Under this standard, if owners 'lose control' of their gun(s) and a harm results, their only defense is to show they continually exercised due diligence.

There is nothing in this that prevents or limits gun ownership. There is also nothing that prevents owners from being stupid. They can 'self-insure' (aka take their chances). However, the potential cost is now very real.

Might this put a damper on some of the allure of gun ownership? I'm betting on it.  

Annual home gun thefts have been dropping, but they are still a major problem. The DOJ report has some fascinating figures.

* From 2005 to 2010, 1.4 million firearms were stolen from homes and businesses
* Over 75% of the firearms were stolen in the midwest and south (red states)
* 70%+ thefts are from white households
* 91% of the thefts involved handguns
* 90% of the thefts involved multiple weapons

They may not know it now, but a stricter liability standard would put a lot of gun owners in a much more perilous financial position.

Gun owners would want to buy and use safes ... or leave the guns at a licensed range. They would be more careful to secure the guns whenever they were not in personal control of the weapon. If they are in personal control, it would behoove them to be sober and vigilant.

Most gun owners would probably want to buy a new gun ownership liability rider on their umbrella liability insurance. Allstate and State Farm will likely become very interested in their handling arrangements. Plus, their premiums might be significant.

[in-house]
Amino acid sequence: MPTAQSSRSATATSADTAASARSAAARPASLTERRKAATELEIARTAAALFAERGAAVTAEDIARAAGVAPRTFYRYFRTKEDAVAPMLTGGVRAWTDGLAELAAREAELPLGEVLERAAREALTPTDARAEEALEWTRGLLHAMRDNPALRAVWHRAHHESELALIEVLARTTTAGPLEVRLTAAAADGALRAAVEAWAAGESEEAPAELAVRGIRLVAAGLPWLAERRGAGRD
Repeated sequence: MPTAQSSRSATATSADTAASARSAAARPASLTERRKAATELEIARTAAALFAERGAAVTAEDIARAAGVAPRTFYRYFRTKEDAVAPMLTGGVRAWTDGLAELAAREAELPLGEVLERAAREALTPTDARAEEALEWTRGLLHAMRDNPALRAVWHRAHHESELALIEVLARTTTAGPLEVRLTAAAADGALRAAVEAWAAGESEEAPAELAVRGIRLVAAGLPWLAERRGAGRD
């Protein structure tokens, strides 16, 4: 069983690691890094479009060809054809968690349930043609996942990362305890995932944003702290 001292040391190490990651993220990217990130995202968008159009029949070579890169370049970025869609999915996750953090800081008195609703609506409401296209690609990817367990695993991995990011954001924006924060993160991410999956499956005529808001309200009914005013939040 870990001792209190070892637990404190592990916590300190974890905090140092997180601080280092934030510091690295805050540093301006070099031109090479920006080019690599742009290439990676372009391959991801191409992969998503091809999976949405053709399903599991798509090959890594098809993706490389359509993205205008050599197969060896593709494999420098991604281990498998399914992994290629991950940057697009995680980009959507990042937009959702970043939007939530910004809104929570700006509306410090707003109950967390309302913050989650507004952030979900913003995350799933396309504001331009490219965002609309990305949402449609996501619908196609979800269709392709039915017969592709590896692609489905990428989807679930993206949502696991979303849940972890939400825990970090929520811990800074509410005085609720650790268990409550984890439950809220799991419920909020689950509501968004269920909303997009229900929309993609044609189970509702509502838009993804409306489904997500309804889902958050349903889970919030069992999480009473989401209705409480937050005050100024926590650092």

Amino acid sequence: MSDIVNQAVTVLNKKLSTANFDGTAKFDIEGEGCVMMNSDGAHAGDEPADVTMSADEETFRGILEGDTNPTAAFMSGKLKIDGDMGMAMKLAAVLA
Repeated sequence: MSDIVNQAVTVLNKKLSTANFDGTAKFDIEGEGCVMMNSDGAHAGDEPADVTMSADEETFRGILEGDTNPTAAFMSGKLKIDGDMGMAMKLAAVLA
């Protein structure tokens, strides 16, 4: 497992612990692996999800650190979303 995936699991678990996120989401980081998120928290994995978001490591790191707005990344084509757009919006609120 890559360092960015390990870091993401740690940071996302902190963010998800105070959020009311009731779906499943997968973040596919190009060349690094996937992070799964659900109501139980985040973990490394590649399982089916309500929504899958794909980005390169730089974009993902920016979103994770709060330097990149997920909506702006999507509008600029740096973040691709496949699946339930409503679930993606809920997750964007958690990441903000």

Gun dealers would want to make sure that their paperwork i's were dotted and t's crossed.

Gun shows would ban the actual sale of guns, except through licensed dealers.

Assault weapons (especially in large, harder to secure numbers) would be less attractive, since the odds of their loss leading to expensive harm would be higher.

The net result could help to serve as a brake on rampant, ridiculous gun ownership.

There are lots of ways to tweak the law by adjusting the liability criteria. For example, low capacity long guns, or long guns and handguns in rural areas (i.e., working guns) might be exempted or given a lower proof threshold.

From a political perspective, it won't be any easier to pass laws like this than to pass significant restrictions or outright bans. However, I would like to think that at least this would avoid some of the Second Amendment arguments.

Thoughts? Comments?

Since I am not a lawyer, if our dKos legal community wants to weigh in and support, correct or adjust my thinking, I would be especially grateful.

Originally posted to grapes on Tue Dec 18, 2012 at 09:57 AM PST.

Also republished by Repeal or Amend the Second Amendment (RASA).